Private property is another story, although there can be specific codes also that may pertain to the intended use or items to be hung.

 Burying any wire or cable is addressed in the State Codes.  Nec codes have also been adopted by the State of Michigan as "State Code".  Example: Low voltage cable must be buried at a minimum of 6". Where the low voltage cable passes through concrete, it must not be incorporated into the concrete, but pass through conduit buried in the concrete.



Those are long runs, and the tension and weight on the cable and guide wires will be pretty high.

Quote:

That may or may not be a problem depending on what the lamp posts are capable of supporting. You are talking about two speakers and two cables hopefully 180 degrees from each other that will cancel out the tension in the post. When linemen design this kind of stuff all the tensions and loads are considered to minimize lateral loading on the poles. That's why you will see down guys and pole to pole guys in addition to the actual cable. You don't say, but what are the poles made of? Wood, steel, spun aluminum?

-Hal




 
Exactly, it may be a problem, and that's why I mentioned it.  When these Engineers spec out the Poles and means of fastening the pole to the ground, they are concerned with the weight of the pole, wind load, and the tension and weight of any cables to or from it.

  They are not necessarily considering  that someone may add an additional 100lbs  or more of weight,(at the end of a lever),  the additional tension and the added wind load, especially, if it's a street lighting pole and NOT a Public Utility Pole.

  Here in Michigan, it is very common to have lighting poles that are only 16 ft and 20ft high and made from materials such as plastic, fiberglass, aluminum, wood, cast concrete, steel, cast iron, etc...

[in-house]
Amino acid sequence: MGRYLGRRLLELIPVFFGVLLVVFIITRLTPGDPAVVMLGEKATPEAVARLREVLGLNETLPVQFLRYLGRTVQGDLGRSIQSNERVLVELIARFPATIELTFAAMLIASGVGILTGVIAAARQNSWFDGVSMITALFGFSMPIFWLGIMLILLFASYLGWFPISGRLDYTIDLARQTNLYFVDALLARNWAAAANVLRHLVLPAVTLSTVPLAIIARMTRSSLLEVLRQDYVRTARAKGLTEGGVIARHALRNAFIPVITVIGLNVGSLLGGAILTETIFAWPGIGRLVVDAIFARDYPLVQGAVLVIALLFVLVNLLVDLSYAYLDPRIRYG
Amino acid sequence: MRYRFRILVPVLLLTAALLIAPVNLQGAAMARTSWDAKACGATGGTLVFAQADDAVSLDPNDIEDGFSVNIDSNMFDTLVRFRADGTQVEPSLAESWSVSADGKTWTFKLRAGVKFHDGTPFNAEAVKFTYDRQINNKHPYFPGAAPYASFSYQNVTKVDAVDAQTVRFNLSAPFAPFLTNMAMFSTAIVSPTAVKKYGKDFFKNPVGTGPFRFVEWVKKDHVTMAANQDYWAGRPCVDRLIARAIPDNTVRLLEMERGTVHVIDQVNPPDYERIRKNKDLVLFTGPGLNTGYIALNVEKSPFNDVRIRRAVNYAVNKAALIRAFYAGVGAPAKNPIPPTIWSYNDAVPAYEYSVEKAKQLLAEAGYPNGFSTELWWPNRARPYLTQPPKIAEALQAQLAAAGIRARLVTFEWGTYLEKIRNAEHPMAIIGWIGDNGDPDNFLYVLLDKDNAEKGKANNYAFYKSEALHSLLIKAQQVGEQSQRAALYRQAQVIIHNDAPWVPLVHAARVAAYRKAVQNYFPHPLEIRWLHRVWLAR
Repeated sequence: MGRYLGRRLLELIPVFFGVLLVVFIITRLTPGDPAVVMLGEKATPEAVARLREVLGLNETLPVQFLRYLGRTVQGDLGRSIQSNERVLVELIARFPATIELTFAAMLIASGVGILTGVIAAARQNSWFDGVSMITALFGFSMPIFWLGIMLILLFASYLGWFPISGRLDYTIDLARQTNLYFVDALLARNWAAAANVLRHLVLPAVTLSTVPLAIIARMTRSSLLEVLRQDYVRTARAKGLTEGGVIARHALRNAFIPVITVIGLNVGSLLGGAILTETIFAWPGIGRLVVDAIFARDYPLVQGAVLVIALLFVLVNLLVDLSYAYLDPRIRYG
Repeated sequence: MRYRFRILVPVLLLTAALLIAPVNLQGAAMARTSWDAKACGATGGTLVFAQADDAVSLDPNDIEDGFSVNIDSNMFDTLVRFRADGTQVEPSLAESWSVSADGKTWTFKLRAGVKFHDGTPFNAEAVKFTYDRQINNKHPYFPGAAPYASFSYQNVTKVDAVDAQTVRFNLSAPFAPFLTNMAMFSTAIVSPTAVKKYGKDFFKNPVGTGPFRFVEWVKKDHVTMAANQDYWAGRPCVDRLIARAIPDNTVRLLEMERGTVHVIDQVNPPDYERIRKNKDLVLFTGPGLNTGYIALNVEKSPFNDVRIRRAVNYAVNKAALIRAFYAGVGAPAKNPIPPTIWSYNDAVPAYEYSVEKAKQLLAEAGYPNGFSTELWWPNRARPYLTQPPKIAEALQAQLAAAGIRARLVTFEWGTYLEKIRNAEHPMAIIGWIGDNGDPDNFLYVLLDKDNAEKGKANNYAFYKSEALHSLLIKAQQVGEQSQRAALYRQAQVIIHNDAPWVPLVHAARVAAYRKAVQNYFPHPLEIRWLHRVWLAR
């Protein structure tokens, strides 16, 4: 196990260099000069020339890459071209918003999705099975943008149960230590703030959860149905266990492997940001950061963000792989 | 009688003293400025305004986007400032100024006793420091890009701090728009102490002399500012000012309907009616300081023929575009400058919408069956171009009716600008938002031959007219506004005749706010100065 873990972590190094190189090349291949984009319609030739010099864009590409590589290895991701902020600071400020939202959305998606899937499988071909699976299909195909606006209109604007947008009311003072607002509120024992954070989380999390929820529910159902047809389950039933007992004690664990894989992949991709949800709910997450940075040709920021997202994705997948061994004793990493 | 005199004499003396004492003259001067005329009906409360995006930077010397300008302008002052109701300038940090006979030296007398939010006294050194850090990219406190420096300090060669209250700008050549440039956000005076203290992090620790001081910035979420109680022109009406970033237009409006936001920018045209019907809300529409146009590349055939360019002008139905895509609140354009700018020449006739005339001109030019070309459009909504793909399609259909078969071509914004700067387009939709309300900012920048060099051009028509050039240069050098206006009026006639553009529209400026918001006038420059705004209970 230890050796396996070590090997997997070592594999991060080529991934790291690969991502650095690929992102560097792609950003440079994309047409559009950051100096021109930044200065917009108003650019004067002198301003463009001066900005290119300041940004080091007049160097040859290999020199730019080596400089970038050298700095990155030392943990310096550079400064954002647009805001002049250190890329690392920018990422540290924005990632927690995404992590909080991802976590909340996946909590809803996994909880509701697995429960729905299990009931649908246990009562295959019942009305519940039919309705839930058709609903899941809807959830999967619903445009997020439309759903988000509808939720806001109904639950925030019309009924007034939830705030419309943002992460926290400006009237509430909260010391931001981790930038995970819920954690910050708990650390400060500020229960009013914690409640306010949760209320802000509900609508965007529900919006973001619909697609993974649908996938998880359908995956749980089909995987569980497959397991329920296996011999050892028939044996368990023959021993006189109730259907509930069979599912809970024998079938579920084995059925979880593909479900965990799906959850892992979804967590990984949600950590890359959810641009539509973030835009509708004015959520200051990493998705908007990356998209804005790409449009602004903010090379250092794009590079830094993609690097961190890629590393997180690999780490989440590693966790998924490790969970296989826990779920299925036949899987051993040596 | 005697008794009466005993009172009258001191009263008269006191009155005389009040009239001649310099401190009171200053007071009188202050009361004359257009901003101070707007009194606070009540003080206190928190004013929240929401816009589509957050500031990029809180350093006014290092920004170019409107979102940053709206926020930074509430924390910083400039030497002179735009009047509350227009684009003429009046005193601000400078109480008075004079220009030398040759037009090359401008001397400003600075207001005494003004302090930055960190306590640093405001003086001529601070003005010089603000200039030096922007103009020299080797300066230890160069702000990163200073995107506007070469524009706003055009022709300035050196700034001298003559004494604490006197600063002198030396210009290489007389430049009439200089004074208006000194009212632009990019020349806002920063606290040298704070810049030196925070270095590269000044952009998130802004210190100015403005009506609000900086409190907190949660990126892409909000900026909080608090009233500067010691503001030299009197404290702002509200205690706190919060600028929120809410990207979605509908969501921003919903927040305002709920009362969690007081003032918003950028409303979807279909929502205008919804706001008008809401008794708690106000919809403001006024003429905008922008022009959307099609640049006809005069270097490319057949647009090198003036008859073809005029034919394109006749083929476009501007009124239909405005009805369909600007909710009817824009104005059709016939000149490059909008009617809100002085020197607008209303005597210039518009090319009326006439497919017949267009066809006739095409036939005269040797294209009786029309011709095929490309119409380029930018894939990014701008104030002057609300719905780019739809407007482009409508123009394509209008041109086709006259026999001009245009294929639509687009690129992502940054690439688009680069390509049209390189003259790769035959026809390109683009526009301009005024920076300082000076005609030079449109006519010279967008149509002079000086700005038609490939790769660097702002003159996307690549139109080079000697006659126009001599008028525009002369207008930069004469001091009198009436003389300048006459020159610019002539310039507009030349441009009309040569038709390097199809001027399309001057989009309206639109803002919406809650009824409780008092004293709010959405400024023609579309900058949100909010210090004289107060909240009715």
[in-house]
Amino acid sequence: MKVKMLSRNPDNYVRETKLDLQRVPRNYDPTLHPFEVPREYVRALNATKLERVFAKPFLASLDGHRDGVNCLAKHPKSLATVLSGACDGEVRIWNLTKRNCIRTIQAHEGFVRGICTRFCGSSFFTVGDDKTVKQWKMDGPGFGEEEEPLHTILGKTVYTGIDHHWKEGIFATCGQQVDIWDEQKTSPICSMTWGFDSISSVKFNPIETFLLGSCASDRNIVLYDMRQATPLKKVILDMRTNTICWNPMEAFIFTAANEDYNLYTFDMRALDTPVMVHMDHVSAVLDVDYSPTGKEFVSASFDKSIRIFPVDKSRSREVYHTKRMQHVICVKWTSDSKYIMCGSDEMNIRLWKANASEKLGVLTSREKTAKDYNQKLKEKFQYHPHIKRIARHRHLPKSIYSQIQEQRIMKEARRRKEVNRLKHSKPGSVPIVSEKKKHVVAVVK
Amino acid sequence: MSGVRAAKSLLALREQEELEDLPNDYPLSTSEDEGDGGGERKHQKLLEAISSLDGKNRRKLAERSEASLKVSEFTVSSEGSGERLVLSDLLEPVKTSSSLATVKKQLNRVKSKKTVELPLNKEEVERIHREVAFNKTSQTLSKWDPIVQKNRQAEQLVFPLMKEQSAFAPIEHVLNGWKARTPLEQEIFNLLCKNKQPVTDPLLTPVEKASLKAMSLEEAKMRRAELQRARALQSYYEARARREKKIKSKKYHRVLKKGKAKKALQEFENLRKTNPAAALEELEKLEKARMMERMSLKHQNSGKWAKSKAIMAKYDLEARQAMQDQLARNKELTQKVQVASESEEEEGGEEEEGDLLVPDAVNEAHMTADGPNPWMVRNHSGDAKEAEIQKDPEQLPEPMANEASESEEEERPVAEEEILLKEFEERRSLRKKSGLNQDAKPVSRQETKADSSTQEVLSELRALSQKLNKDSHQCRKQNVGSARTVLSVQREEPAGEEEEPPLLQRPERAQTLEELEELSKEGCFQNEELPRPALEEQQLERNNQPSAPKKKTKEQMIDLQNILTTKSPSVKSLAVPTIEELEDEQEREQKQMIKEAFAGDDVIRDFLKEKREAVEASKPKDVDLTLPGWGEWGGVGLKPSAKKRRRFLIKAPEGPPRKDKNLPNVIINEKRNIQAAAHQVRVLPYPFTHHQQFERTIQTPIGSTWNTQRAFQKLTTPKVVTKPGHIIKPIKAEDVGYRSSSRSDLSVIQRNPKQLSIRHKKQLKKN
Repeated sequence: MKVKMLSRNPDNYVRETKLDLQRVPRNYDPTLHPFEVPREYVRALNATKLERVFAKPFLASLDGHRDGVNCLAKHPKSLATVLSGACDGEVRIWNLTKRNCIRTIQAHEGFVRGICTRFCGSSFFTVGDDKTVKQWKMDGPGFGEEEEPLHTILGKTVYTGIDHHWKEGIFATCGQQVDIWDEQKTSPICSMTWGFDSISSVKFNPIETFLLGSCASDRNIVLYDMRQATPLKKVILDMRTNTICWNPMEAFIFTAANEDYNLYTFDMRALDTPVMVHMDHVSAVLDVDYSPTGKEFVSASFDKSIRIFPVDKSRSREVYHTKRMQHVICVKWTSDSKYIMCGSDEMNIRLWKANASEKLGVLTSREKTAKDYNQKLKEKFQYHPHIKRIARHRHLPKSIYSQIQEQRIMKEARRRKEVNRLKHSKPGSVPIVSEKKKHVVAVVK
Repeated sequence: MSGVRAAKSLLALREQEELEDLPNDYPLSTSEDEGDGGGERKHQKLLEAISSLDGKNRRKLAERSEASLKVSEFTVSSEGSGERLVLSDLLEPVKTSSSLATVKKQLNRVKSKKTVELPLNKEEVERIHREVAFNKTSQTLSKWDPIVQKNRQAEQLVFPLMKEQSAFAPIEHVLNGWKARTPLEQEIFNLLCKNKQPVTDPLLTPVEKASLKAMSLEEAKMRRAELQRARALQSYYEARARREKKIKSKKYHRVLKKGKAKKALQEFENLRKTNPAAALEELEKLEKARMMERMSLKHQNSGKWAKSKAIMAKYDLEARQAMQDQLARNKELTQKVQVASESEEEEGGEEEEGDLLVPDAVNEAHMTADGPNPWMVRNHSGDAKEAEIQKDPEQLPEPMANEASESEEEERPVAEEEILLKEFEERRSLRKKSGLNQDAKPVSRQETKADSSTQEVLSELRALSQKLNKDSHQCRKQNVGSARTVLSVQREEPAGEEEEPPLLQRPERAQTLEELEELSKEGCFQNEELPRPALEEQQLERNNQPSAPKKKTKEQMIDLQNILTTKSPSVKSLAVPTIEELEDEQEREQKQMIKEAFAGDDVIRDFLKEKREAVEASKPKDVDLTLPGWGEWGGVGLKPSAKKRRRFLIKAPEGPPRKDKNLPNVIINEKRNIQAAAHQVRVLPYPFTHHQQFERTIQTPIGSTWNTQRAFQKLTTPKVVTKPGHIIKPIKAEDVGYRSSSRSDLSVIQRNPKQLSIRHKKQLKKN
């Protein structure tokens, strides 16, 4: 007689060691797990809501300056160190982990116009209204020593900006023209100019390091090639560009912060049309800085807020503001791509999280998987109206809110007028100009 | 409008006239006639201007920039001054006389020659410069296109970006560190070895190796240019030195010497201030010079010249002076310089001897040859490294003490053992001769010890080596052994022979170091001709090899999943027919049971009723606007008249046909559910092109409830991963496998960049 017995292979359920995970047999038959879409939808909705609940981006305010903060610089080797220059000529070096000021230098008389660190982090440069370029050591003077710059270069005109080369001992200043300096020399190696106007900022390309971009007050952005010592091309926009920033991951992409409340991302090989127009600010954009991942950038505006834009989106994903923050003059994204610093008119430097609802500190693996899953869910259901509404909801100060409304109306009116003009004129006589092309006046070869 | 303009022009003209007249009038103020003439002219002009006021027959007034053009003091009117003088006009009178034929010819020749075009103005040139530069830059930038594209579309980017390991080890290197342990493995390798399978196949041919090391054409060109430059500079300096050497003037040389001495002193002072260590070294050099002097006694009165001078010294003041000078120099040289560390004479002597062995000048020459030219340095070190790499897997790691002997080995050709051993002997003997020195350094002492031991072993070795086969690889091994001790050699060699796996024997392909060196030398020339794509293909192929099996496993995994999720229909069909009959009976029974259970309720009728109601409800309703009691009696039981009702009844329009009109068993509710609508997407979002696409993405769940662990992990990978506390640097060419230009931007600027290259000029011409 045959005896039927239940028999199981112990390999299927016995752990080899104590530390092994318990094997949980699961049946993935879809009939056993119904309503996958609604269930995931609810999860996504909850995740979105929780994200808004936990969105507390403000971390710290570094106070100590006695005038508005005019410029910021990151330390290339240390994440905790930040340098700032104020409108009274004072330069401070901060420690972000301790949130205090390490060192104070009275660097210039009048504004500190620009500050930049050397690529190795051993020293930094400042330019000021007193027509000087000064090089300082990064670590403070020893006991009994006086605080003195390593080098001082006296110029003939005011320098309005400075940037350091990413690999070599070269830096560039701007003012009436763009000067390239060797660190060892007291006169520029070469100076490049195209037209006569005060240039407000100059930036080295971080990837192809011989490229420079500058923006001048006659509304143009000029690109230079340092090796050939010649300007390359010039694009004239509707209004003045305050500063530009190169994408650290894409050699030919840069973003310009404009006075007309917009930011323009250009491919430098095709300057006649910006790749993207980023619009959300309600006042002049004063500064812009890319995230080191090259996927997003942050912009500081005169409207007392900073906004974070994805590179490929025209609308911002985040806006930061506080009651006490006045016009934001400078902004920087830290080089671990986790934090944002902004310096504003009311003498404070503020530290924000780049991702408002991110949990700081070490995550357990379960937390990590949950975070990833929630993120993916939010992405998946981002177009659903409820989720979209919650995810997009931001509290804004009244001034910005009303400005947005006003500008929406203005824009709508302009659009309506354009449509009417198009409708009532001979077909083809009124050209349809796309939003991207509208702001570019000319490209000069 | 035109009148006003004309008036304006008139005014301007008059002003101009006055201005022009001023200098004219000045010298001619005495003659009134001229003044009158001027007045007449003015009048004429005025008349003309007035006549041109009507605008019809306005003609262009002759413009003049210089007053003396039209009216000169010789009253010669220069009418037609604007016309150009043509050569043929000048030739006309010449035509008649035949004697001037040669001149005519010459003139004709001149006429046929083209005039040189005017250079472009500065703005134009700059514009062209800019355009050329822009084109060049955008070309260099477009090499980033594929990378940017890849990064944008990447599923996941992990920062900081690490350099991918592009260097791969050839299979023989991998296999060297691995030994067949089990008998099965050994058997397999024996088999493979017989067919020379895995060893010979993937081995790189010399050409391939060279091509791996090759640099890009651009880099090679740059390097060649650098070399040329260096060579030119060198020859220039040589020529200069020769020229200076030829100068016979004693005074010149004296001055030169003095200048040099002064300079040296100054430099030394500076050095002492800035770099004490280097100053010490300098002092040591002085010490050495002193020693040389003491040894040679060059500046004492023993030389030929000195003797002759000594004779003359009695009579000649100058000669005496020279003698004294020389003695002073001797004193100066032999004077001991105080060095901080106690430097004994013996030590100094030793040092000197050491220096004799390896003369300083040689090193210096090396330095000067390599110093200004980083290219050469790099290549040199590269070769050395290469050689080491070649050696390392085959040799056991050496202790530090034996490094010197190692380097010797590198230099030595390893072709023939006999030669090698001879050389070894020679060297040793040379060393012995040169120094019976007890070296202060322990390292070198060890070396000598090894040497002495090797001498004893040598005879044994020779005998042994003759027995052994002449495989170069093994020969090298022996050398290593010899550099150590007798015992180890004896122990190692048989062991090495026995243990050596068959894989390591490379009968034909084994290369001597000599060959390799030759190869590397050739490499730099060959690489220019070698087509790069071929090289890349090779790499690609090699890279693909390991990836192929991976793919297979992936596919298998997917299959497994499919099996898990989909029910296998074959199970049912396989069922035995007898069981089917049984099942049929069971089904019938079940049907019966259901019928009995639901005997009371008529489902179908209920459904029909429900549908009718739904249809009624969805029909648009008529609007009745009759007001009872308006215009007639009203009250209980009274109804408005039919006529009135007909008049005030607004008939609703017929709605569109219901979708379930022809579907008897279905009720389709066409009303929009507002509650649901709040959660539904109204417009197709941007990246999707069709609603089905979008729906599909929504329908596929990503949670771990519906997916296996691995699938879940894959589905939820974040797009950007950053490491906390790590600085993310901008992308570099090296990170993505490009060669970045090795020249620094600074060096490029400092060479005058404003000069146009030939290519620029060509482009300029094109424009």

Our highway lighting poles are generally 60ft. high or more, as well as lighting poles in major Shopping malls, car parks, or large office complexes.

  Cheers,
  Hammer
Title: Re: Wireless outdoor speakers on lamp posts
Post by: Bradford "BJ" James on October 28, 2010, 02:46:54 pm
Hal, Charlie et all,
I was being a bit generous with my distances. Distance from pole to pole is 100-120'. I was adding a bit extra since the existing unused insulators the electricians will be using are near the tops of the poles, and the cables will have to come down about 20' to their mounting location. So, not all the distances quoted are suspended.
The poles are concrete and steel and the company running the cable is experienced. I'll make sure to ask when I quote them what cable to use, that they are able to safely install it.
Also, looks like my max run will be 22 units. So that brings my total load to 660 watts assuming I use 30 watt taps on all units.

But, back to my question: is 12g UTP going to be sufficient for this straight run?

Pertinent info:
Run "A"- Max potential distance 2500', 660 watt load, driven off one channel of a 2x 1200 watt amp(69.v)
Run "B" will be less right now, but potentially the same as "A" in the near future.
Thanks
BJ
Title: Re: Wireless outdoor speakers on lamp posts
Post by: Hal Bissinger/COMSYSTEC on October 28, 2010, 08:06:35 pm
Trying to think of how to calculate it. Somebody smarter in math than me might be able to help out. What is going to happen is that if you make every speaker 30 watts, as you get farther and farther away from the amp the accumulating load and the resultant cable voltage drop will give you progressively less and less than the selected 30 watts. What you can do is use lower wattage taps at the begining and progresively higher wattages as you go along to the end to equalize. I would like to come up with a spreadsheet to determine the optimal wattages for each position as well as showing the effects of different wire gauges and thereby answer your question but it ain't working. Confused

-Hal  
Title: Re: Wireless outdoor speakers on lamp posts
Post by: Bradford "BJ" James on October 28, 2010, 08:42:00 pm